Rodrigo Rey Rosa (born in Guatemala, 1958) is one of the most celebrated Spanish speaking writers of recent decades, a translator and a traveler. He has published ten novels, including The Pelcari Project (1991), The Good Cripple (1996) and The African Shore (1999); and more than six books of short stories, such as The Beggar’s Knife (1985), Lo que soñó Sebastián (What Sebastian Dreamt, 1994) and Dust on Her Tongue (2001). At age 18, after finishing high school in Guatemala, he toured Europe for a year. In 1979, due to the atmosphere of violence and tension in Guatemala, he left his studies in medicine and traveled to New York, to apply to the School of Visual Arts, where he studied film for two years until 1983. In 1980 he traveled to Morocco for the first time. There he met his close friend the American novelist and translator Paul Bowles, who translated his first three works into English. His works have also been translated into French, German, Dutch, Italian and Japanese. He returned to Guatemala at the beginning of the 1990’s and has been living there ‘on and off’ ever since, traveling to New York, Colombia, Spain, Morocco, Cuba, etc.
Translation is an important part in Rey Rosa’s creative work and he tends to alternate it and writing, in search of literary resources. He has translated authors such as Paul Bowles, Norman Lewis, Paul Léautaud and François Augiéras. He has also worked as a journalist and directed a feature film dedicated to Paul Bowles – what Sebastian dreamt – based on his 1994 novella (adapted to a script together with Robert Fitterman). The film participated in the 2004 Sundance Festival and the Berlin Film Festival.
Rodrigo Rey Rosa’s work has earned him a unanimous recognition and critical acclaim. He received the Guatemalan National Literature Prize Miguel Ángel Asturias 2004 and the Ibero-American Literature Prize José Donoso 2015. His most recent novel – Material Humano – was published in 2017.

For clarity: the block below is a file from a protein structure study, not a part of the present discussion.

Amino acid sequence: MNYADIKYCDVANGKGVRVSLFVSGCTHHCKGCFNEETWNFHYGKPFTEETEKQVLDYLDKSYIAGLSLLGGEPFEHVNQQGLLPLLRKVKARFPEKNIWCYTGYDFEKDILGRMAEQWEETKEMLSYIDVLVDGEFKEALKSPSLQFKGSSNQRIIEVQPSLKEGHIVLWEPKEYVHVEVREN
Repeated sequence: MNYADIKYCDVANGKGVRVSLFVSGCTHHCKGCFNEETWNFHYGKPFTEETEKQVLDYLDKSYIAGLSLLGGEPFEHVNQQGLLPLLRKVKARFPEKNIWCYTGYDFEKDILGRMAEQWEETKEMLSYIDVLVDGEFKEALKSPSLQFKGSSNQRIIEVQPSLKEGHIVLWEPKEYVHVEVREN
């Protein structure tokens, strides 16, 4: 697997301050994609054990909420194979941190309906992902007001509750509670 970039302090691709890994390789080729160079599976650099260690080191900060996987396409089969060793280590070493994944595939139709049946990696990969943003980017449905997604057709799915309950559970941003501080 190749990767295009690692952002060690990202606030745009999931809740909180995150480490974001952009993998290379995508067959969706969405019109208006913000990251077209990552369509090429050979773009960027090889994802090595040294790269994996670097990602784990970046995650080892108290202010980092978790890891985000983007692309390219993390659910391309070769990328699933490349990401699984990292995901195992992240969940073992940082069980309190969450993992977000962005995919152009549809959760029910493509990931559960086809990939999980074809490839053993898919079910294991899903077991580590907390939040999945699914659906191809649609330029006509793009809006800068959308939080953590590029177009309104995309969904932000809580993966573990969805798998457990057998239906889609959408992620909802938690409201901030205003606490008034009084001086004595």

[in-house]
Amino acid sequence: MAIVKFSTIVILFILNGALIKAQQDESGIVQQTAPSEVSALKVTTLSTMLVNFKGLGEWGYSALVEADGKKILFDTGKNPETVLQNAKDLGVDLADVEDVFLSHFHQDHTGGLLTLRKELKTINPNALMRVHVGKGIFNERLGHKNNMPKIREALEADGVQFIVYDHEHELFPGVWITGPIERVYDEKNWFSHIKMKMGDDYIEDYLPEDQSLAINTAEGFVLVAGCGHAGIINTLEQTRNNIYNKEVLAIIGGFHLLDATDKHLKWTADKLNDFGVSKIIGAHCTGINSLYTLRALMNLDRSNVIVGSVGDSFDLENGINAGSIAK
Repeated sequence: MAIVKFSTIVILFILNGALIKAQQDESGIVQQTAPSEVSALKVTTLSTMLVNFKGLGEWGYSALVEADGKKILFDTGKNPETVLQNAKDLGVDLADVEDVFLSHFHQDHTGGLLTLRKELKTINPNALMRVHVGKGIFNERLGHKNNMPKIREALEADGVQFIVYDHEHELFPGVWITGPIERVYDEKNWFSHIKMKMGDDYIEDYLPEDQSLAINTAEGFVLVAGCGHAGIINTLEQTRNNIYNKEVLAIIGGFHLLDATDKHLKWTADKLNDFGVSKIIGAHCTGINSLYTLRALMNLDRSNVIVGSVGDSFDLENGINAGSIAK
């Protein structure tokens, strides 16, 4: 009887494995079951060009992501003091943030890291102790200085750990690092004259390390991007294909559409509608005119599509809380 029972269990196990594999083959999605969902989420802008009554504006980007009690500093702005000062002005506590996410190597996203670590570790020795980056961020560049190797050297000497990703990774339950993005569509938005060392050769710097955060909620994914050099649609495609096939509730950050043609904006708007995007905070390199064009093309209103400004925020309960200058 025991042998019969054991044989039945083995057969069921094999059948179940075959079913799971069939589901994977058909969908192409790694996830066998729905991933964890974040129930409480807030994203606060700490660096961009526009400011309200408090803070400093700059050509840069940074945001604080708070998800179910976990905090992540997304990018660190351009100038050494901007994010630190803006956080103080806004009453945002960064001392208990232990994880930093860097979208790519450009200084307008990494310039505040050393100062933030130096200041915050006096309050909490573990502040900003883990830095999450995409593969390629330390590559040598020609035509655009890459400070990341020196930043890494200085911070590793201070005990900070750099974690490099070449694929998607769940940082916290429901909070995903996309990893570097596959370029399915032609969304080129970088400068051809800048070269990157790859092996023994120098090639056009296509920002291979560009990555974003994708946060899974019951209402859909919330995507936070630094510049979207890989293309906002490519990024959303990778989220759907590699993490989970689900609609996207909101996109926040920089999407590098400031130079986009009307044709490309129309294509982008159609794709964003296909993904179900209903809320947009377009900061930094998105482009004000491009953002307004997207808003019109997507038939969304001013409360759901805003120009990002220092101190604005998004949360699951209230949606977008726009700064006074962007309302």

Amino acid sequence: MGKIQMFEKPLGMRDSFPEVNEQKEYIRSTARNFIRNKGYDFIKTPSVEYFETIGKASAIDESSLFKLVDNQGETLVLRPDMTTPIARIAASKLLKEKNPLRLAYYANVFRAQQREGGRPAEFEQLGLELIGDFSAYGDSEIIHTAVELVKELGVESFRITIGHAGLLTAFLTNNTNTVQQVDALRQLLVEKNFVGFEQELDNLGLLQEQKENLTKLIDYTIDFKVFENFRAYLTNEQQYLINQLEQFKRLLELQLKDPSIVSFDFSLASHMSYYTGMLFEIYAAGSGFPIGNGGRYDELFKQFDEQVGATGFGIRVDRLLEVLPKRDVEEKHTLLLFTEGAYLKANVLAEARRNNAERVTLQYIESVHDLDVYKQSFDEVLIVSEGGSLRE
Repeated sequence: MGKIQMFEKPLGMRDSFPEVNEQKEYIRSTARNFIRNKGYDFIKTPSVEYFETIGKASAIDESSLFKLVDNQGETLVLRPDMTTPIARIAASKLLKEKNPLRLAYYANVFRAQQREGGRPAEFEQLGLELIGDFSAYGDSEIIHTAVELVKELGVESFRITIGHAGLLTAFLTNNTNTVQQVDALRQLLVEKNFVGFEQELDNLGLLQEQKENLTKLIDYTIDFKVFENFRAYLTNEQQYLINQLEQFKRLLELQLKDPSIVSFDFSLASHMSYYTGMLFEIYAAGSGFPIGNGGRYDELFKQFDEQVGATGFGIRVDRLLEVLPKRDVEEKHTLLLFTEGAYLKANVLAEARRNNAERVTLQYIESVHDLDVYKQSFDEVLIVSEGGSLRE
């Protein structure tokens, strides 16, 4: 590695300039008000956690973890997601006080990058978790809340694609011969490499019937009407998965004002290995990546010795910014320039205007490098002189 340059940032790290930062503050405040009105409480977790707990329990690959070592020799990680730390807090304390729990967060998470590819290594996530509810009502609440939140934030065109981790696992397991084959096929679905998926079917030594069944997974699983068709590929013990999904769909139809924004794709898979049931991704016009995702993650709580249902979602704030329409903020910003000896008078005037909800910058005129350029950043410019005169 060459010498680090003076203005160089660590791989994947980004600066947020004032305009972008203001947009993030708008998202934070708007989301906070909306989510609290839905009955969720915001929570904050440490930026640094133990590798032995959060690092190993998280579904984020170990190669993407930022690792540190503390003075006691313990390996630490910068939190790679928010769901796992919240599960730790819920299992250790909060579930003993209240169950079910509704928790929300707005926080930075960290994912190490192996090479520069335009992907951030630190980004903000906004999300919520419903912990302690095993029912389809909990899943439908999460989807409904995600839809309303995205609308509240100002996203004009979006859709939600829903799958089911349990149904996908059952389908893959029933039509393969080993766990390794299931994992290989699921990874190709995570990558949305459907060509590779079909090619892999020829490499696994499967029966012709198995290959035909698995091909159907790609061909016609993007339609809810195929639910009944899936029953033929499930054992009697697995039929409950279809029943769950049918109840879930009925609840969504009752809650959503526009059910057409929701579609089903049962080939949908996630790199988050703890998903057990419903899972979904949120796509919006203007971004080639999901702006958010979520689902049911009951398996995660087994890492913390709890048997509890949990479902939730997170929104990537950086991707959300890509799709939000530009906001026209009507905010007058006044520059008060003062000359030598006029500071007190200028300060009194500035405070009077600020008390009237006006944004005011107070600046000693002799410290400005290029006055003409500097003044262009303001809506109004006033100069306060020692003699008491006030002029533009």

Eduardo Halfon is a Guatemalan writer. He was born in 1971 in Guatemala City. Descendant of a Jewish family, he spent his childhood in Guatemala, among the virgens and saints of syncretism. After his entire family moved to the United States, he studied Industrial Engineering at North Carolina State University. Upon graduation, he returned to Guatemala and decided to study philosophy, through which he discovered his interest in literature. He worked as a Professor of Literature at the Francisco Marroquín University of Guatemala for eight years. He has published sixteen books, among them Monastery (2014) and Tomorrow We Never Did Talk About It (2011). Halfon is a winner of the XV Café Bretón & Bodegas Olarra Literary Prize and winner of the XIII José María de Pereda prize for Short Novel in 2009. His work has been translated into English, German, French, Portuguese, Italian, Dutch and Serbian. The Polish boxer (2008), his first book to appear in English, was a New York Times Editors’ Choice selection in 2012 and finalist for the International Latino Book Award 2013. The story “Oh, Ghetto My Love” from Halfon’s book Signor Hoffman (2015) has been translated into English and published by Electric Lit Magazine as a recommend reading the same year. In 2007, the Hay Festival and Bogota World Book Capital selected him among the 39 best Latin American writers under 39. In 2011, he received the prestigious Guggenheim Scholarship. Halfon is currently the Harman Writer in Residence at Baruch College in New York and travels frequently between his homes in Nebraska and Guatemala.